I apologize for the awful things that have happened to them. I say “I’m sorry” for things I didn’t do. I say, “I love you,” because no one else in their life ever has.

I try to talk sense into senseless people. I try to educate the ignorant. I fail at these attempts on a daily basis.

I can’t save them all. I can’t even save most. I live each day knowing that, no matter how hard I try, it will never be enough.

I know that even when I succeed, I fail. I know that for everyone I save, there’s another I lose. I know that no matter how much I help, my work is never done.

Even still, I save all that I can. I love more than I thought possible. I smile… because they smile.

I take on their pain, so that they may have happiness. I allow my heart to hurt, so their’s can heal. I become the one who is wounded, so they may be restored.

I know the cruelty that exists. I’ve seen the faces of abuse. I witness the senselessness of the world… and know that change is always just beyond my grasp…

I ask for help… it rarely comes. I pray for hope… it rarely appears. I beg for mercy… it rarely arrives.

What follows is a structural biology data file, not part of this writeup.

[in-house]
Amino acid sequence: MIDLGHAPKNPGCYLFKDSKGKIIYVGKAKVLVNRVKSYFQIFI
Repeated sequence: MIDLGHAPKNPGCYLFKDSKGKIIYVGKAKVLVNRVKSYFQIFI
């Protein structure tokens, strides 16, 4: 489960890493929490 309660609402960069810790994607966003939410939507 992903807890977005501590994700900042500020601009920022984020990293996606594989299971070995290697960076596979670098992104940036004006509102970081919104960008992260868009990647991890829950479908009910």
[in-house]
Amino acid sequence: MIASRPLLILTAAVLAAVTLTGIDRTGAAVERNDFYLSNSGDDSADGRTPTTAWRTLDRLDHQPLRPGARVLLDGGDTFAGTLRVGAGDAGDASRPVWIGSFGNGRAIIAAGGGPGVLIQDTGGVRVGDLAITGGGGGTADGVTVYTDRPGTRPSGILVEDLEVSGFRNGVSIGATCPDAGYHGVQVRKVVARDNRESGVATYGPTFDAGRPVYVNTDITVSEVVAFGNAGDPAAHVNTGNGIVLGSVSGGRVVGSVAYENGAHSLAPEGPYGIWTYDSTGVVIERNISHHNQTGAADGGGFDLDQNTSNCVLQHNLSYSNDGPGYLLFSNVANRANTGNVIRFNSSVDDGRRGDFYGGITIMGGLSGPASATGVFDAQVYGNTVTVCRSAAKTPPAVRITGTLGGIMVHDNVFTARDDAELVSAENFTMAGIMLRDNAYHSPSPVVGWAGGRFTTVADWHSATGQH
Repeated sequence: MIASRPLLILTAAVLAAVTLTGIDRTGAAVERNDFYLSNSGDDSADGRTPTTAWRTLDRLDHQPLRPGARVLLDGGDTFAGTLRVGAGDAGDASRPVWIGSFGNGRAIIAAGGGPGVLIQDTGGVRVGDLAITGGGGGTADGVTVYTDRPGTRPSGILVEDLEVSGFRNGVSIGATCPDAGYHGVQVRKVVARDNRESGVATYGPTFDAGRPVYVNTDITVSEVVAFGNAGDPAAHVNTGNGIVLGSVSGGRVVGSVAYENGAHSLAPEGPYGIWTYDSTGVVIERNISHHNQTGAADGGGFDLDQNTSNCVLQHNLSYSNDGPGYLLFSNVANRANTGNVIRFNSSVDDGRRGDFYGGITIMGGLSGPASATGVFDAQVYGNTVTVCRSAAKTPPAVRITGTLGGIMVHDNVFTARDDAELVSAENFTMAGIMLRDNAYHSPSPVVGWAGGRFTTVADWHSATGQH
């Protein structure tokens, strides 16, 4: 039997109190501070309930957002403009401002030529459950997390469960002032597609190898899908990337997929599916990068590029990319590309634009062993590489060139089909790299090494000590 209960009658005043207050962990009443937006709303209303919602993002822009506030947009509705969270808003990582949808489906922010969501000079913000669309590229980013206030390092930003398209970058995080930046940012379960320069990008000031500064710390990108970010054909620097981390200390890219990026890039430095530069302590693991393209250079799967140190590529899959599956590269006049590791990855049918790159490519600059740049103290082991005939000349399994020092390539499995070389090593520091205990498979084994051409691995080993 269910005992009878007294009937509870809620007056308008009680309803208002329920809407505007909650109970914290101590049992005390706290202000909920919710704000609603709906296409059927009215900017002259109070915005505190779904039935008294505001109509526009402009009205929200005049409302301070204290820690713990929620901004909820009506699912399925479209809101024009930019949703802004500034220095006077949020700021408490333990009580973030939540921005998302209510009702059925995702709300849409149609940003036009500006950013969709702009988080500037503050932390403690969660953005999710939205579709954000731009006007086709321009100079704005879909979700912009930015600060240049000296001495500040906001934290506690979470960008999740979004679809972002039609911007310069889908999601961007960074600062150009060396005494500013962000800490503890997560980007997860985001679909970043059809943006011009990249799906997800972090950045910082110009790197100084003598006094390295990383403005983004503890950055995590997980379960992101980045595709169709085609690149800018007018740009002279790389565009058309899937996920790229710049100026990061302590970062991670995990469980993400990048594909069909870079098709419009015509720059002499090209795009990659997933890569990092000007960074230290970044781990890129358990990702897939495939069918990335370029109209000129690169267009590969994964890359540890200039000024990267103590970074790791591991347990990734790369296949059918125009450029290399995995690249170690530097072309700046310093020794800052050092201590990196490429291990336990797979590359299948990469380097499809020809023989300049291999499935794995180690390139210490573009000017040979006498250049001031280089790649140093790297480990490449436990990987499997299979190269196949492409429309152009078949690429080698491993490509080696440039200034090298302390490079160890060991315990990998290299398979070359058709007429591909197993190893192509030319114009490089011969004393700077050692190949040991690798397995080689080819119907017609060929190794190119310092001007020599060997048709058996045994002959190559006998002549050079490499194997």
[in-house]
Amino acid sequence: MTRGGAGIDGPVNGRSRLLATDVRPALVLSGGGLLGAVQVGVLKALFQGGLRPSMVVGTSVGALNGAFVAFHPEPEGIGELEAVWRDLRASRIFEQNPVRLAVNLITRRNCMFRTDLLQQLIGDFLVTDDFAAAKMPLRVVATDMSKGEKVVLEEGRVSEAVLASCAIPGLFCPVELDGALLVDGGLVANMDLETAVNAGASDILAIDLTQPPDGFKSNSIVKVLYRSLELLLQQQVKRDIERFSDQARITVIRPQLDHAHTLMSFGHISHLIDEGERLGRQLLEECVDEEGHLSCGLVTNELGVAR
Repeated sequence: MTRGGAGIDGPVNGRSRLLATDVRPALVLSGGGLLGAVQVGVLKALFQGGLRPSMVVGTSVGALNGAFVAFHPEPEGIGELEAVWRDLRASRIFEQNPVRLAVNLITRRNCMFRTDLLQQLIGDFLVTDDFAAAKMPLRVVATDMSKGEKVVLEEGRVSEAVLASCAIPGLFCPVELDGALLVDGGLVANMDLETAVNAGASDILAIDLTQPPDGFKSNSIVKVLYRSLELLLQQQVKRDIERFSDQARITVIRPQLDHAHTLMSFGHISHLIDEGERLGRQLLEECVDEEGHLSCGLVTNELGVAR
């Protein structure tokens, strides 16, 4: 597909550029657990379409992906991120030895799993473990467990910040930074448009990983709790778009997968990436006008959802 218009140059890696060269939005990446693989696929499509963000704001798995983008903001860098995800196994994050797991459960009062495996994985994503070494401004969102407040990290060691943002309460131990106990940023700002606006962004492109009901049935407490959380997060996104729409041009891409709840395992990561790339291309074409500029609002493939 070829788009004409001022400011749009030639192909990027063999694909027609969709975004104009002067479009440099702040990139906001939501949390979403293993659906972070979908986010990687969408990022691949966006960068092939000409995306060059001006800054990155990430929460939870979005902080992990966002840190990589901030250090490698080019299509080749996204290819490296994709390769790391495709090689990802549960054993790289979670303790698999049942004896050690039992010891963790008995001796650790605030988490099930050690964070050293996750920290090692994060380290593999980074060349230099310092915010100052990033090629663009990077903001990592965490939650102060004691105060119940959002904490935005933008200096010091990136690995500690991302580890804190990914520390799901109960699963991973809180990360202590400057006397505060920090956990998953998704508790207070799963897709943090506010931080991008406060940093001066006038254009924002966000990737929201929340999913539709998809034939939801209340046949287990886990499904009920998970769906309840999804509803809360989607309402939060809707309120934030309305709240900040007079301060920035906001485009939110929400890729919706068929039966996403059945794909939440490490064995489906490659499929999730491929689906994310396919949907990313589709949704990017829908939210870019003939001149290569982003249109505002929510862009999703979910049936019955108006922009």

I sometimes lose faith in humanity. I often cry. Some days, I crawl into bed and pull the covers over my eyes.

Sometimes, I sob. I hurt so much… but I cry b
ecause they hurt more than I ever could. The helplessness drives me to say, “I can’t…”
Then, a foster baby's kiss says, “You can…”
So, I get out of bed. I brush off the despair. I vow to make a difference.
I do make a difference.

I never give up. I fight for change each day. I pray for relief from the pain… not for me, but for them.

I rescue parrots. In turn, they rescue me. Everything in between... is so worth it!

~Author- unknown, could be any rescuer!

indian ringneck


PDS is a registered 501(c)3 nonprofit organization (tax id #46-2470926)

June 09, 2020

What your Parrot is trying to tell you [ Body Language]

[Body Language] 

What your Parrot is trying to tell you

eclectus parrot


Pet birds have been described by some as moody: playful and loving one minute, demanding and aloof the next. Sometimes very obvious and sometimes very subtle, a bird's body language can give you insight into what your bird needs and wants. Although parrots and other birds communicate through different body languages, the following behaviours are observed in most pet birds, some more often than others and some more prominently than others. Observing your bird's eyes, vocalizations, wings, tail, beak, and overall posture can be very telling.